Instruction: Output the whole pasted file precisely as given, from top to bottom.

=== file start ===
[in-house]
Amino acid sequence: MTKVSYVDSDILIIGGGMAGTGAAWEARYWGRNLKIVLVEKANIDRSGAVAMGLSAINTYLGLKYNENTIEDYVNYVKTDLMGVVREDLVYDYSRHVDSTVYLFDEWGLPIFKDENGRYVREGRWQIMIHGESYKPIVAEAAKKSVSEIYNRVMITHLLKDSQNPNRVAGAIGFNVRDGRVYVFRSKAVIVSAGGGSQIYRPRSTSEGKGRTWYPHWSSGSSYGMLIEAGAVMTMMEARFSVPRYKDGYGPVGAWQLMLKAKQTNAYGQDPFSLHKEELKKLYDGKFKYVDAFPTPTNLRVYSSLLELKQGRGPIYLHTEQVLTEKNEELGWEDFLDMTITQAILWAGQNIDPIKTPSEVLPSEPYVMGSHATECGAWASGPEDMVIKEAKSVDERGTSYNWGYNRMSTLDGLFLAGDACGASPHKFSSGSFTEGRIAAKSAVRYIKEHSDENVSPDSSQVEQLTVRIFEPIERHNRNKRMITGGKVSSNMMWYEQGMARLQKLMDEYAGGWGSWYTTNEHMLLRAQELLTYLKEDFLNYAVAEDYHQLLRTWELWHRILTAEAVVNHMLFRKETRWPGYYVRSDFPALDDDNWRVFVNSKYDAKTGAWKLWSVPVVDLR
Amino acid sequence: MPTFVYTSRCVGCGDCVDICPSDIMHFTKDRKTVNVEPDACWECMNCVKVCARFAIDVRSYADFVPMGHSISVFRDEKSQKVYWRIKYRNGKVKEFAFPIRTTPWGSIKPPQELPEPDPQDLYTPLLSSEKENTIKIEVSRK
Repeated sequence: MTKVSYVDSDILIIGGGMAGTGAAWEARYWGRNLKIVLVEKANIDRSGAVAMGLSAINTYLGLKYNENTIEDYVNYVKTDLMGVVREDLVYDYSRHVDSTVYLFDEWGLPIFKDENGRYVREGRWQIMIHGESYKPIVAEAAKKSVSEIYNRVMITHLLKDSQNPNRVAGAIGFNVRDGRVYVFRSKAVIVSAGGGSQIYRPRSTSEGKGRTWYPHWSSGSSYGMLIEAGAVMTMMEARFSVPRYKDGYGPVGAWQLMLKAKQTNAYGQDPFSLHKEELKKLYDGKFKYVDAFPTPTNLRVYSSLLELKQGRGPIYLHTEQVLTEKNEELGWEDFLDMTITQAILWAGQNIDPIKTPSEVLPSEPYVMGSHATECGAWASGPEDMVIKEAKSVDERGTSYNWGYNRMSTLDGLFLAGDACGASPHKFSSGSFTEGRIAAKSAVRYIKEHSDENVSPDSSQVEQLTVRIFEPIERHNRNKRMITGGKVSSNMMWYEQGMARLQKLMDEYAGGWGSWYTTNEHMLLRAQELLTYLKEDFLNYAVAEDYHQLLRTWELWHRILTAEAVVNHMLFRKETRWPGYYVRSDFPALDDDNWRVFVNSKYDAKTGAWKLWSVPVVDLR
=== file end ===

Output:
[in-house]
Amino acid sequence: MTKVSYVDSDILIIGGGMAGTGAAWEARYWGRNLKIVLVEKANIDRSGAVAMGLSAINTYLGLKYNENTIEDYVNYVKTDLMGVVREDLVYDYSRHVDSTVYLFDEWGLPIFKDENGRYVREGRWQIMIHGESYKPIVAEAAKKSVSEIYNRVMITHLLKDSQNPNRVAGAIGFNVRDGRVYVFRSKAVIVSAGGGSQIYRPRSTSEGKGRTWYPHWSSGSSYGMLIEAGAVMTMMEARFSVPRYKDGYGPVGAWQLMLKAKQTNAYGQDPFSLHKEELKKLYDGKFKYVDAFPTPTNLRVYSSLLELKQGRGPIYLHTEQVLTEKNEELGWEDFLDMTITQAILWAGQNIDPIKTPSEVLPSEPYVMGSHATECGAWASGPEDMVIKEAKSVDERGTSYNWGYNRMSTLDGLFLAGDACGASPHKFSSGSFTEGRIAAKSAVRYIKEHSDENVSPDSSQVEQLTVRIFEPIERHNRNKRMITGGKVSSNMMWYEQGMARLQKLMDEYAGGWGSWYTTNEHMLLRAQELLTYLKEDFLNYAVAEDYHQLLRTWELWHRILTAEAVVNHMLFRKETRWPGYYVRSDFPALDDDNWRVFVNSKYDAKTGAWKLWSVPVVDLR
Amino acid sequence: MPTFVYTSRCVGCGDCVDICPSDIMHFTKDRKTVNVEPDACWECMNCVKVCARFAIDVRSYADFVPMGHSISVFRDEKSQKVYWRIKYRNGKVKEFAFPIRTTPWGSIKPPQELPEPDPQDLYTPLLSSEKENTIKIEVSRK
Repeated sequence: MTKVSYVDSDILIIGGGMAGTGAAWEARYWGRNLKIVLVEKANIDRSGAVAMGLSAINTYLGLKYNENTIEDYVNYVKTDLMGVVREDLVYDYSRHVDSTVYLFDEWGLPIFKDENGRYVREGRWQIMIHGESYKPIVAEAAKKSVSEIYNRVMITHLLKDSQNPNRVAGAIGFNVRDGRVYVFRSKAVIVSAGGGSQIYRPRSTSEGKGRTWYPHWSSGSSYGMLIEAGAVMTMMEARFSVPRYKDGYGPVGAWQLMLKAKQTNAYGQDPFSLHKEELKKLYDGKFKYVDAFPTPTNLRVYSSLLELKQGRGPIYLHTEQVLTEKNEELGWEDFLDMTITQAILWAGQNIDPIKTPSEVLPSEPYVMGSHATECGAWASGPEDMVIKEAKSVDERGTSYNWGYNRMSTLDGLFLAGDACGASPHKFSSGSFTEGRIAAKSAVRYIKEHSDENVSPDSSQVEQLTVRIFEPIERHNRNKRMITGGKVSSNMMWYEQGMARLQKLMDEYAGGWGSWYTTNEHMLLRAQELLTYLKEDFLNYAVAEDYHQLLRTWELWHRILTAEAVVNHMLFRKETRWPGYYVRSDFPALDDDNWRVFVNSKYDAKTGAWKLWSVPVVDLR